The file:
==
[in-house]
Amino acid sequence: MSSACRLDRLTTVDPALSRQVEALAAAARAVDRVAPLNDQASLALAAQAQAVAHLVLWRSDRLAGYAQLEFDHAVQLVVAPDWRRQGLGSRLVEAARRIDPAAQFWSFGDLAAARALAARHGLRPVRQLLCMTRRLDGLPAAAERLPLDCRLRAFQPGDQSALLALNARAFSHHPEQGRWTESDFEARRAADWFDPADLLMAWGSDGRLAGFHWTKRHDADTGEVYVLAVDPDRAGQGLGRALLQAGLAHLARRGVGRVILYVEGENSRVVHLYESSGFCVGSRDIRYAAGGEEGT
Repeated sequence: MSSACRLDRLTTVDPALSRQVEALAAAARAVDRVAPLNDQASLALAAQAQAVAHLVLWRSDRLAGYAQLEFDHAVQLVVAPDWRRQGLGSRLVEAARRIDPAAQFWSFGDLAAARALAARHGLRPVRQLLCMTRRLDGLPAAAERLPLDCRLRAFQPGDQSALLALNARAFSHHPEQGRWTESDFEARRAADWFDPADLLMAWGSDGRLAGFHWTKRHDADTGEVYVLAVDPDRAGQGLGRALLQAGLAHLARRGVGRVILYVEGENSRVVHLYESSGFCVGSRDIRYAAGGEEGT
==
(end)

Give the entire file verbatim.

[in-house]
Amino acid sequence: MSSACRLDRLTTVDPALSRQVEALAAAARAVDRVAPLNDQASLALAAQAQAVAHLVLWRSDRLAGYAQLEFDHAVQLVVAPDWRRQGLGSRLVEAARRIDPAAQFWSFGDLAAARALAARHGLRPVRQLLCMTRRLDGLPAAAERLPLDCRLRAFQPGDQSALLALNARAFSHHPEQGRWTESDFEARRAADWFDPADLLMAWGSDGRLAGFHWTKRHDADTGEVYVLAVDPDRAGQGLGRALLQAGLAHLARRGVGRVILYVEGENSRVVHLYESSGFCVGSRDIRYAAGGEEGT
Repeated sequence: MSSACRLDRLTTVDPALSRQVEALAAAARAVDRVAPLNDQASLALAAQAQAVAHLVLWRSDRLAGYAQLEFDHAVQLVVAPDWRRQGLGSRLVEAARRIDPAAQFWSFGDLAAARALAARHGLRPVRQLLCMTRRLDGLPAAAERLPLDCRLRAFQPGDQSALLALNARAFSHHPEQGRWTESDFEARRAADWFDPADLLMAWGSDGRLAGFHWTKRHDADTGEVYVLAVDPDRAGQGLGRALLQAGLAHLARRGVGRVILYVEGENSRVVHLYESSGFCVGSRDIRYAAGGEEGT